Every time I hit south Florida, the glory of the Miami area beckons me for some good old fashioned Anolis Lizard Time™. To be honest, however, my beloved anoles, native and non-native alike, have another genus chasing and bobbing after my heart: the Agamas. More specifically, the African redhead agama, sometimes referred to as Agama picticauda (see this post for an overview of classification woes regarding non-native agamas in Florida).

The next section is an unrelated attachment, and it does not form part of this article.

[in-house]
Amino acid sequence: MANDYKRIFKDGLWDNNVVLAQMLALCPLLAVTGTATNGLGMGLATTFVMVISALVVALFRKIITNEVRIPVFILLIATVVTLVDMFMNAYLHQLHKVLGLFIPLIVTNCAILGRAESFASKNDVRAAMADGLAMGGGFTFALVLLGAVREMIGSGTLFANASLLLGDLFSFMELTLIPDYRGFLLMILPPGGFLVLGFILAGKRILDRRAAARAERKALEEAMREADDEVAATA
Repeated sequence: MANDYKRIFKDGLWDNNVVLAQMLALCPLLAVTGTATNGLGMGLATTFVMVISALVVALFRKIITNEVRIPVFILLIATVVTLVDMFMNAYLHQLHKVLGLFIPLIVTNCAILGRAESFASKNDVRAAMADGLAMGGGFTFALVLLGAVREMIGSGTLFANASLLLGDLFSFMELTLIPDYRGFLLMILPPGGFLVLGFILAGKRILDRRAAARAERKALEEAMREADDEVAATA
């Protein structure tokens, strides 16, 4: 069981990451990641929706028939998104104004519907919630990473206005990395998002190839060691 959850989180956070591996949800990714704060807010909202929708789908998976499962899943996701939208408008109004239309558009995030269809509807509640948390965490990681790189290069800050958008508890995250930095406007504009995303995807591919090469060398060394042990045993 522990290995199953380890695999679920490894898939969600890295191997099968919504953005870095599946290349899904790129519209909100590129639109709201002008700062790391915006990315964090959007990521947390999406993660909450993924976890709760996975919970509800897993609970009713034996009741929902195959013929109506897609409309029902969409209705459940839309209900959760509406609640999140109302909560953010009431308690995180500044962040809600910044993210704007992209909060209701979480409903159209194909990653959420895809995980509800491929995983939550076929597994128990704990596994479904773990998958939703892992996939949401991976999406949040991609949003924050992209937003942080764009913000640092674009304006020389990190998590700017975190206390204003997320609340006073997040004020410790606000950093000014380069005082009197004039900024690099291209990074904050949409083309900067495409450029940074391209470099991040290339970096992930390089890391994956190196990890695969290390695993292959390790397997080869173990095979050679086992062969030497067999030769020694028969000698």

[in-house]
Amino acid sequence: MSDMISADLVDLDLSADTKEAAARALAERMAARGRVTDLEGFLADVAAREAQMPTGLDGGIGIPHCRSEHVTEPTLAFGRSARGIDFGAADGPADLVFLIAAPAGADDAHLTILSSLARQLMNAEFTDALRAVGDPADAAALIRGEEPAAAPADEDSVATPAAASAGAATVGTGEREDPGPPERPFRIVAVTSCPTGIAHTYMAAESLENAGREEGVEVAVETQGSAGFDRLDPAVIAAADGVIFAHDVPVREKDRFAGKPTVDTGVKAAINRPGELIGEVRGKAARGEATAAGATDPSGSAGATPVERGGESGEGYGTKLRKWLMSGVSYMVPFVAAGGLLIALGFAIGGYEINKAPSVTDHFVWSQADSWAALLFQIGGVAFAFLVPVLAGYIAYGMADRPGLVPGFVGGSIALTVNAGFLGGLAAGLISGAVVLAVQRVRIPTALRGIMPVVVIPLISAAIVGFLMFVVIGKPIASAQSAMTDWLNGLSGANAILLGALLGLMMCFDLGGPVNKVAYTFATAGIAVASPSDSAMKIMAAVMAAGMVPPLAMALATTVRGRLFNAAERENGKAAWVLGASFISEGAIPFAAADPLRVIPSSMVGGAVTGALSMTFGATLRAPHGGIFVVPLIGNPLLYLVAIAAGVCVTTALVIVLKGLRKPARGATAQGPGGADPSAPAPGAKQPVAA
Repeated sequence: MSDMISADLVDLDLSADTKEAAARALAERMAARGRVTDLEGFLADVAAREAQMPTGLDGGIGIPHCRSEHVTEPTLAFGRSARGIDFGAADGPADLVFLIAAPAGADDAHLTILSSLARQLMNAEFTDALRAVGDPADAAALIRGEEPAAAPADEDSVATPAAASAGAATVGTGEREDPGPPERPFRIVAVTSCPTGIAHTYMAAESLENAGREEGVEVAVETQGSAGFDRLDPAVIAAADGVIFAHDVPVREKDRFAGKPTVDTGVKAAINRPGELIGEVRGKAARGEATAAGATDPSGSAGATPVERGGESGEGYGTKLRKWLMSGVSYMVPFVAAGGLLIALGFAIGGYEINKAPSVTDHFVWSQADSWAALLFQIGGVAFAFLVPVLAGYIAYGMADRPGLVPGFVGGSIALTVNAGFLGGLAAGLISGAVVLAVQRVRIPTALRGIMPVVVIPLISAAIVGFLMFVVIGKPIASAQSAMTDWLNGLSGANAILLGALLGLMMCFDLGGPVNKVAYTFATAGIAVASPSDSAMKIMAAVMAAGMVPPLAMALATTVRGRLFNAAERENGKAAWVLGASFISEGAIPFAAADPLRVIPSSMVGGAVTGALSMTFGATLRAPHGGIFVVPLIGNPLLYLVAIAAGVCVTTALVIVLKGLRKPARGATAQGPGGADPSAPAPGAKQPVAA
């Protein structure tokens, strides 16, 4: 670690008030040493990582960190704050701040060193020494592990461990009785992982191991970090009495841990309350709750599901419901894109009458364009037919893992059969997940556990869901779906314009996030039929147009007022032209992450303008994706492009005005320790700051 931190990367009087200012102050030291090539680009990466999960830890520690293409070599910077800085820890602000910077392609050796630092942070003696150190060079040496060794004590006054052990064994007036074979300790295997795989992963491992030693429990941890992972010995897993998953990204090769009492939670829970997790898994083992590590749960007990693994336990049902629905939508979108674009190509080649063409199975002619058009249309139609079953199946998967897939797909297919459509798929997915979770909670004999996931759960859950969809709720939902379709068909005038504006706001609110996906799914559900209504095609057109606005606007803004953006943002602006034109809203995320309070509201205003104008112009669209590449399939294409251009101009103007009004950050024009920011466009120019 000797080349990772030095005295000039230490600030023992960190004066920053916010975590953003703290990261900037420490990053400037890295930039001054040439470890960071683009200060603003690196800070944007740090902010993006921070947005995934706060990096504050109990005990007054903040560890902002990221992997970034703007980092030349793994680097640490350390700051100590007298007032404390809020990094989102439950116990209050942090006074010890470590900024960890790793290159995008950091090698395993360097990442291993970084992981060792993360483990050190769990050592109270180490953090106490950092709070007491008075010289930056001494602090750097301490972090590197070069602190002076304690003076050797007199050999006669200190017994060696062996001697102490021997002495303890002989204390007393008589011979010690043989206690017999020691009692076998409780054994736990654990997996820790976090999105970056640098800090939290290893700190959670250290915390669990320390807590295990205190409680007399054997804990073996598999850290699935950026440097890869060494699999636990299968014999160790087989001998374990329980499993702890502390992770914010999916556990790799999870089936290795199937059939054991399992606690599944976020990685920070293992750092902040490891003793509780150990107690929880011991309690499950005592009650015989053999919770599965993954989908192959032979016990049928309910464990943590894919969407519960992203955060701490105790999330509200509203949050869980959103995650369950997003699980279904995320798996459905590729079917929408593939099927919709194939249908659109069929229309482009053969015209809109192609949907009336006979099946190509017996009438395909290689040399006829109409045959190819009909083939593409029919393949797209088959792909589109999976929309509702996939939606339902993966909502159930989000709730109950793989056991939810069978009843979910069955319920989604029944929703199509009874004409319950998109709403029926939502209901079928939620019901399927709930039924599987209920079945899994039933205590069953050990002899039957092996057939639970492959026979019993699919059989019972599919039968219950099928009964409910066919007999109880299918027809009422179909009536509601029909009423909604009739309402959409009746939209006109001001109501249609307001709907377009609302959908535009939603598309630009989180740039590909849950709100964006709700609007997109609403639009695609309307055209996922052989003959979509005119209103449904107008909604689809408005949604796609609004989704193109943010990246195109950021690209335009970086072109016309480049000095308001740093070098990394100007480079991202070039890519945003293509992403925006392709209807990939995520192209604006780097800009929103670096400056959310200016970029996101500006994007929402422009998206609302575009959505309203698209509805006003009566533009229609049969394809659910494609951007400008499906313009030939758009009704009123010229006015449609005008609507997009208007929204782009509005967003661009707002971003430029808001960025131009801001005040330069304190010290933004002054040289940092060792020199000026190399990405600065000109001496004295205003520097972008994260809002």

The agamas in Florida seem to be steadily expanding northward. Though they haven’t quite reached my corner of Volusia county just yet, I wouldn’t be surprised to see them show up within a decade. Fast, alert, and visually sharp, these little afterburners know how to defensively use Florida’s various habitats. Though they prefer rocky, hard surfaces such as walls and sidewalks, they’ll also take to trees and give the anoles a run for their money. Because they’re so fast and defensive, they can also be somewhat difficult to get close to and/or catch. On this particular trip, we didn’t really go for any hand’s-on contact with the agamas. I settled instead for a few cursory shots with my old, dying zoom lens. That’s good enough for me, I suppose, but I must admit that while typing this I now really want to get my hands on another agama.